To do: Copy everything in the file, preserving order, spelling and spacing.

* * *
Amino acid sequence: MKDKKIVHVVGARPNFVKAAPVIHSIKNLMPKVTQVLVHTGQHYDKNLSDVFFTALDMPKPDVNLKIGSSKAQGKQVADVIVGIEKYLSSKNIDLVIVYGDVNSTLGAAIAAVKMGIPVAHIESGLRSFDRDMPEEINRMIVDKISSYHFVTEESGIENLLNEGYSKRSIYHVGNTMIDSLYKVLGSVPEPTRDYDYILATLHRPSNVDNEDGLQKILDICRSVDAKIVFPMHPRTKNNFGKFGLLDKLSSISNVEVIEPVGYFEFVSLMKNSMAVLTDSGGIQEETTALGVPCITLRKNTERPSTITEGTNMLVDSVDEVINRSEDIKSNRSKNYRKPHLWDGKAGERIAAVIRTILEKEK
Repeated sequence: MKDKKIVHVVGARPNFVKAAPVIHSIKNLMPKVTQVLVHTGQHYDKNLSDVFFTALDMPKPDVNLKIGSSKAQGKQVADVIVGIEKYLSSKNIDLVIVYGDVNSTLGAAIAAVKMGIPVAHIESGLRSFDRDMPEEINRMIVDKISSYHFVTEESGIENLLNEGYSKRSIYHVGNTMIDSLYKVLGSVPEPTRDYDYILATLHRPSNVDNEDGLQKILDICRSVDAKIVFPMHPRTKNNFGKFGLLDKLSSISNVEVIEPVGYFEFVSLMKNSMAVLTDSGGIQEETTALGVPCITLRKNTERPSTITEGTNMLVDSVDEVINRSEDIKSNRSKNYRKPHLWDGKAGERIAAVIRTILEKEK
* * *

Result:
Amino acid sequence: MKDKKIVHVVGARPNFVKAAPVIHSIKNLMPKVTQVLVHTGQHYDKNLSDVFFTALDMPKPDVNLKIGSSKAQGKQVADVIVGIEKYLSSKNIDLVIVYGDVNSTLGAAIAAVKMGIPVAHIESGLRSFDRDMPEEINRMIVDKISSYHFVTEESGIENLLNEGYSKRSIYHVGNTMIDSLYKVLGSVPEPTRDYDYILATLHRPSNVDNEDGLQKILDICRSVDAKIVFPMHPRTKNNFGKFGLLDKLSSISNVEVIEPVGYFEFVSLMKNSMAVLTDSGGIQEETTALGVPCITLRKNTERPSTITEGTNMLVDSVDEVINRSEDIKSNRSKNYRKPHLWDGKAGERIAAVIRTILEKEK
Repeated sequence: MKDKKIVHVVGARPNFVKAAPVIHSIKNLMPKVTQVLVHTGQHYDKNLSDVFFTALDMPKPDVNLKIGSSKAQGKQVADVIVGIEKYLSSKNIDLVIVYGDVNSTLGAAIAAVKMGIPVAHIESGLRSFDRDMPEEINRMIVDKISSYHFVTEESGIENLLNEGYSKRSIYHVGNTMIDSLYKVLGSVPEPTRDYDYILATLHRPSNVDNEDGLQKILDICRSVDAKIVFPMHPRTKNNFGKFGLLDKLSSISNVEVIEPVGYFEFVSLMKNSMAVLTDSGGIQEETTALGVPCITLRKNTERPSTITEGTNMLVDSVDEVINRSEDIKSNRSKNYRKPHLWDGKAGERIAAVIRTILEKEK